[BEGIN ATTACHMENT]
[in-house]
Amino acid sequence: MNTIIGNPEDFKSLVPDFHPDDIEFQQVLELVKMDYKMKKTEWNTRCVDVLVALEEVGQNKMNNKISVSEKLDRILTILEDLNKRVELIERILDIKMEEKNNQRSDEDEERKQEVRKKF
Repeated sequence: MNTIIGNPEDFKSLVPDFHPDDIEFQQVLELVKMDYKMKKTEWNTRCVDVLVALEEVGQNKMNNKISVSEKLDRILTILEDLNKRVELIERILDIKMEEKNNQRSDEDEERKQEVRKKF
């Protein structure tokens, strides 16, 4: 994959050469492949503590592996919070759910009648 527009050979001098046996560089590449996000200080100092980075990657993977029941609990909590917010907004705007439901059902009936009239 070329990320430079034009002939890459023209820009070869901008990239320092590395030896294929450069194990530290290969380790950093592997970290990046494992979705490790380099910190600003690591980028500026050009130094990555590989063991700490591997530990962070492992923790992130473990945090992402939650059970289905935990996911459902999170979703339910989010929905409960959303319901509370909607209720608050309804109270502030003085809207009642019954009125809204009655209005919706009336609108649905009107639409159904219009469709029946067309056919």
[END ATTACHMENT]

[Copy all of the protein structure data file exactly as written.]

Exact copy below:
[in-house]
Amino acid sequence: MNTIIGNPEDFKSLVPDFHPDDIEFQQVLELVKMDYKMKKTEWNTRCVDVLVALEEVGQNKMNNKISVSEKLDRILTILEDLNKRVELIERILDIKMEEKNNQRSDEDEERKQEVRKKF
Repeated sequence: MNTIIGNPEDFKSLVPDFHPDDIEFQQVLELVKMDYKMKKTEWNTRCVDVLVALEEVGQNKMNNKISVSEKLDRILTILEDLNKRVELIERILDIKMEEKNNQRSDEDEERKQEVRKKF
């Protein structure tokens, strides 16, 4: 994959050469492949503590592996919070759910009648 527009050979001098046996560089590449996000200080100092980075990657993977029941609990909590917010907004705007439901059902009936009239 070329990320430079034009002939890459023209820009070869901008990239320092590395030896294929450069194990530290290969380790950093592997970290990046494992979705490790380099910190600003690591980028500026050009130094990555590989063991700490591997530990962070492992923790992130473990945090992402939650059970289905935990996911459902999170979703339910989010929905409960959303319901509370909607209720608050309804109270502030003085809207009642019954009125809204009655209005919706009336609108649905009107639409159904219009469709029946067309056919």